Friday, March 20, 2015

Fake text can be fascinating

Lorem ipsum dolor sit amet, consectetur adipiscing elit, sed do eiusmod tempor incididunt ut labore et dolore magna aliqua.

That's filler text, and if you've done any kind of journalism, design or layout work, you know it well. (If you're lucky, you never forgot and left it in a document and had it published live.)

But do you know what it means, or why we use it? Read on.

Poor Cicero sure had a bloody death and aftermath, huh?

Thursday, March 19, 2015

PEET-sa? What is this witchcraft?

If you think everything in your life has always been around, think again. My parents were full-on adults before they'd first tasted pizza, and Mom always reported that my dad took one bite and spat it out. 

If he'd had this 1947 recipe, I kind of understand. Biscuit mix, cold cuts, sliced cheese and ketchup! 

They also have to tell us how to pronounce "peet-sa," much like Taco Bell in the 1980s actually had pronunciations for "taco" and "burrito" on their menu boards. ("Tah-COH?")

Tuesday, March 17, 2015

Captain America Goes to War Against Drugs

I have a pop-culture book room in my basement, and you never know what's in there.

I found this, and have no idea where it came from. It's dated 1990 and has no price, so I suspect it was some kind of freebie given out by schools. Let's take a look, shall we?

What do we learn from this cover?
--In 1990, it was apparently OK to wear maroon and brown clogs with a scary pink miniskirt that is decorated with a merkin.
--A kid with a '60s bandana around her head would certainly boast an '80s ghetto blaster, '50s saddleshoes, and the flag of Honduras as a shirt.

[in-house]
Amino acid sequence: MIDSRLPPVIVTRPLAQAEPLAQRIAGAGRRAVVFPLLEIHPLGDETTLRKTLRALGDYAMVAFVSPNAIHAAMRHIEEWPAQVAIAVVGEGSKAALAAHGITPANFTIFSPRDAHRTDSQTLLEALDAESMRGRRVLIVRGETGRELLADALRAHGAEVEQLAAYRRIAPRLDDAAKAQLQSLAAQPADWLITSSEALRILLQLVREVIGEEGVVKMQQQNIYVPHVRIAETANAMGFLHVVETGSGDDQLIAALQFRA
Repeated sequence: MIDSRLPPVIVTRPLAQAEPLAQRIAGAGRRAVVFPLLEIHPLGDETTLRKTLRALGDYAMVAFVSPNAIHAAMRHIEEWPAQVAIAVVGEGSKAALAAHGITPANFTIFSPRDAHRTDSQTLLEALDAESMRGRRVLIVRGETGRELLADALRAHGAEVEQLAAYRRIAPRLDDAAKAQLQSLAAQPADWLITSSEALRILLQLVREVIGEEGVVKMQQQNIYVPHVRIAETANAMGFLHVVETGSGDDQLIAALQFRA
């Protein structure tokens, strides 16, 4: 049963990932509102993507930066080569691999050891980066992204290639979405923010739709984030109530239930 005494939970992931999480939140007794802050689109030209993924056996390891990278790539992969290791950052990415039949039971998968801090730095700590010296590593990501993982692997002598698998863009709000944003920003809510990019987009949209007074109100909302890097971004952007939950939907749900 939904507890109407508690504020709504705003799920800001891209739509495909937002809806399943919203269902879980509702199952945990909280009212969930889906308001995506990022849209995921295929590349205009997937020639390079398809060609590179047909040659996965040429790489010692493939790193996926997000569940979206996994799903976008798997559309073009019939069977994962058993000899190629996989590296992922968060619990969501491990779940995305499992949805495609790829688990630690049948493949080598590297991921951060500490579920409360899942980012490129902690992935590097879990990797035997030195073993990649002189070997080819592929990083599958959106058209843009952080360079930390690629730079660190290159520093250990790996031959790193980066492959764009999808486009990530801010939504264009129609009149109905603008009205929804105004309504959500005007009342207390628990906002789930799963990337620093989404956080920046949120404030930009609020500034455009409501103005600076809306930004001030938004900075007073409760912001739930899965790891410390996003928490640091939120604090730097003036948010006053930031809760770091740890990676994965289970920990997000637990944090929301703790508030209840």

--Rainbow coalition! You'll want a red-haired girl to represent Ireland, an Asian girl who's giving the peace sign for no apparent reason, an angry black kid in a fuschia sweater vest, and a doughy-faced guy with hypertrichosis of the fist.

According to this awesome Cracked article, this comic is just 1 of 2 issues, apparently the first. I can give you the summary of my lone issue. Cap crashes through a skylight into some drug den (all the best drug dens have skylights, improves the resale) and the drug lords, who look like middle-aged dads on a fishing trip, start shooting him with their automatic weapons. But nothing can penetrate Cap's shield, so he saves the day and the FBI has to suck up to him big time,

"Demery"? "Kathleen"? Maybe this is explained in the other comic, but those names feel too specific to be made up. I feel like some comic artist fulfilled a birthday obligation by getting his girlfriend's name in here.

Now pages of backstory where aliens want to conquer earth, blah blah, gonna be tough, bleep bloop, but we humans have a fatal flaw, which is buying small bindles of drugs from crew-cutted dudes wearing headphones and Yale letterman sweaters.

"You couldn't get into Harvard, Yalie!"

Meanwhile, somewhere in an enormous house in the Hamptons (guessing...), Keith Wilson, a member of the Teen Brigade (let's just pretend this is explained in the other comic) whose room is plastered with posters of Captain America, is writing an email to his hero. (They must've both had Prodigy, it was 1990.)  You see, Mitch, on his baseball team was a great baseball player, back in high school. He could throw that speedball by ya, make you look like a fool, boy. But Mitch isn't passing up the speedballs, apparently, because Keith saw him talking to a cowboy-hatted dude and is convinced he's ON SOMETHING.

Which he is, kind of. Powdered Red Bull, or crushed Pop Rocks, or Pixy Stix, who knows? It made him feel better, briefly, and then he felt worse.